About “Compact Record …” A few years ago I was cleaning out a large drawer in an old dresser filled with hundreds of pages of writings that I had saved for no particular reason and was about to dispose of all this verbiage when I suddenly recalled a Fluxus inspired little work that I did in the mid 1970’s. I had crumpled an 8.5 x 11 inch sheet of pale blue paper into a flattened wad and made a photocopy of it. This in turn was also crumpled. Un-crumpling this ephemeral little work revealed, of course, a crumpled image of crumpled paper. I did a very small edition of the work and titled it: “Wad Book.” Now, the concept of self-reflexivity was very much on my mind at the time, but interestingly enough, tactile engagement was required of the “reader” of this little work in order to realize the idea. What’s interesting is that this little “book,” in all its simplicity, revisits that fundamental connection between the visual and the tactile that helped set our cognitive development in motion. “Compact Record …” could be regarded as an elaboration on that early piece, although the “cube of wads” does not require touch in the same way the “Wad Book” did. “Compact Record …” seems to remind us, among other things, that thought is enhanced or deepened when accompanied by or dependent upon something tangible.


  4. I’ve often wondered if there are two kinds of blind people, those who don’t see well and those who either have no input to the sight center of the brain or who’s sight center is non-functioning and if the latter exist, would the term mental image have any meaning for them.
    I’d also love to have been able to ask Helen Keller what she thought was beautiful.

    • Stephen:

      I vaguely recall seeing the photos that you mention, the subject of which might have some formal relation to “Compact Record …” but little more. One thought that occurred to me while making this work was the connection between Minimal and Conceptual art, but the resemblance of this piece to a compacted bale of refuse was noticed almost immediately after finishing it. Given what the cube is made of the resemblance does introduce an element of self-effacing humor.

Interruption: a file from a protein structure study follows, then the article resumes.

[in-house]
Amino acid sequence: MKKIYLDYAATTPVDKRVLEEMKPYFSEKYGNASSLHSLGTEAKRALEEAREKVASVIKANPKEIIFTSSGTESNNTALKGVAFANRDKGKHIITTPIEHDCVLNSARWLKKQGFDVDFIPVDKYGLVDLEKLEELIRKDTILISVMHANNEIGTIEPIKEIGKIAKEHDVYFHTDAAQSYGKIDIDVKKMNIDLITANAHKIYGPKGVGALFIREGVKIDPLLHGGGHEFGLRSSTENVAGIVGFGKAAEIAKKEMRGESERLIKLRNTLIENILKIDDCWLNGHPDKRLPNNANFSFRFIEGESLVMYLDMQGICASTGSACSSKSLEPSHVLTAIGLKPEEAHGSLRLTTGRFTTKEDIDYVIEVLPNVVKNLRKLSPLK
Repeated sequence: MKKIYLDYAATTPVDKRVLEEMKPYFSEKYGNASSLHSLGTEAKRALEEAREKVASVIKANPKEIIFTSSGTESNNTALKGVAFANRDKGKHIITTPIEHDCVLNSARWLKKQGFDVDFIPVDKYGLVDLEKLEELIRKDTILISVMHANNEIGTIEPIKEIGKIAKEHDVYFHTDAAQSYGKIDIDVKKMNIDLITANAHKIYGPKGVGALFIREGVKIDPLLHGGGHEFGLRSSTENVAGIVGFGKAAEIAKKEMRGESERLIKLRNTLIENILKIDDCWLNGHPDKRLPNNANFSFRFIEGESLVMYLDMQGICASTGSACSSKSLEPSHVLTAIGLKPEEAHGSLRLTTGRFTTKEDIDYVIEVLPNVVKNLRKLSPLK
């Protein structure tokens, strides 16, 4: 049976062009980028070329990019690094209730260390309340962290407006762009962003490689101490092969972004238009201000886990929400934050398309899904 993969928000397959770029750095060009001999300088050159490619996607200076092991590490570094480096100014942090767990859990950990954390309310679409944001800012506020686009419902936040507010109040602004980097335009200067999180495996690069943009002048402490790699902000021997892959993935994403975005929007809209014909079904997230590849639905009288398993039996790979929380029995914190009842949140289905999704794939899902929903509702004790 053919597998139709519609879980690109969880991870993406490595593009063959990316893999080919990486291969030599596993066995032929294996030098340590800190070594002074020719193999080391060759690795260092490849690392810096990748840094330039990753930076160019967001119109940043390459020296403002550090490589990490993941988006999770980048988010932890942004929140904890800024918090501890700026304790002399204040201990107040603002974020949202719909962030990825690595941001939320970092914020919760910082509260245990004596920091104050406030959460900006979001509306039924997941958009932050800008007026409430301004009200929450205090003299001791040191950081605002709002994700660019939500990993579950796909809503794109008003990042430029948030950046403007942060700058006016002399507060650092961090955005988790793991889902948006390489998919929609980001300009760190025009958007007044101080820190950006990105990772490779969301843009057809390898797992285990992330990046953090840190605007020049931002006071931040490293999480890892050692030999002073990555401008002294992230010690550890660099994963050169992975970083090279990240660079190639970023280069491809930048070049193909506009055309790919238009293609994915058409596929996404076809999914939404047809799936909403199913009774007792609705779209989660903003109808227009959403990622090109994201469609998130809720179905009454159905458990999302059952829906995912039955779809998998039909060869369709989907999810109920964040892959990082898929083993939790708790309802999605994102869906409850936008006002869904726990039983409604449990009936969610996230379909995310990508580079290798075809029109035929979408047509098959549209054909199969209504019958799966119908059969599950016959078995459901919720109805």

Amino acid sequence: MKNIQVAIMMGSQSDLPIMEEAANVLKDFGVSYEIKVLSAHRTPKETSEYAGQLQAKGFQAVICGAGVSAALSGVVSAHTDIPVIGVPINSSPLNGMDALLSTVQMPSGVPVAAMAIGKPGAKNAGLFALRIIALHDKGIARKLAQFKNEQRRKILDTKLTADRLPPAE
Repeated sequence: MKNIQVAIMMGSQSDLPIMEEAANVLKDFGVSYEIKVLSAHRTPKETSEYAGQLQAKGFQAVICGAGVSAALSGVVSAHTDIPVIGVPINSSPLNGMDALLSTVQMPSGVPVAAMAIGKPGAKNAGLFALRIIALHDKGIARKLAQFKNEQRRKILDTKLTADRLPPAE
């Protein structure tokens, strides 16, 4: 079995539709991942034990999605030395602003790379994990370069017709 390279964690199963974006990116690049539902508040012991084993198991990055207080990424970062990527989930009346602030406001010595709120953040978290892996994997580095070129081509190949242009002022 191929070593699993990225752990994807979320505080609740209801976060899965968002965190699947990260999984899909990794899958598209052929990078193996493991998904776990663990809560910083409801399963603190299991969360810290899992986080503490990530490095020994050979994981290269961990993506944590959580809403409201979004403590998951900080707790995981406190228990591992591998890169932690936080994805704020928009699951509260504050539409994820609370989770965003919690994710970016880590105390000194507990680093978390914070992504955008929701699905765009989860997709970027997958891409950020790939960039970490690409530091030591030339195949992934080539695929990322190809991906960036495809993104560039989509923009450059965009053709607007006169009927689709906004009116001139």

Your question regarding the nearly blind and, I suppose, the congenitally blind, is interesting. You might also add those people who could once see but lost all their sight through accident or disease. One would think that in this last case memory would play some role in the formation of mental imagery, whatever that is. I say this lastly because all this raises an even deeper question: just what constitutes a “mental image”? Dream images are usually distinct, sometimes even vivid, but images that form in the mind’s eye while we are awake are normally indistinct. Perhaps a better term for this is mental construct. If a mental image is not an image in a visual sense then we might be talking about something else. Is “mental image” really a metaphor?

      • Stephen:

        Perhaps I was being subjective when I said that mental images formed while we are awake (or even daydreaming) are “normally indistinct.” It may be that some people are able to have vivid mental images akin to those of visual perception. In any case, it seems logical or self-evident to say that a mental image is not an image in a visual sense. These seem to me to involve related but different experiences. Cognitive psychologists are far better equipped to offer some answers here than you or I.


      • Does the gap between intent and reception ever bother you? If someone sees self effacing humour where there was none for example? Or something of the qualities that are valued in so-called mimimalist art? (not implying what was or wasn’t in “Compact”) An artist friend just bemoaned the fact that paintings in her dentist’s office were replaced with big screen TVs with pretty changing pictures (maybe the paintings they replaced were only pretty pictures too) which reminded me of going to a party recently hosted by people who had just bought 2 large paintings of mine and their walls had both paintings and big screen tvs with fish tanks and crackling fire places. If they could like both what I THOUGHT my paintings had to offer AND those tacky big screen tv things could my intentions be completely missed? Could art be a big nebulous blob with no real purpose except as filler? Not a pleasant thought for me. All I want is to be good, kind, inspiring, etc. Maybe if, in the end, you “save” only one person and every one else is only interested, it’s OK. I know I’ve been saved on numerous occasions by things that most people seem to find contentment in by just reading the tag for 15 seconds and then glancing at for 8 seconds.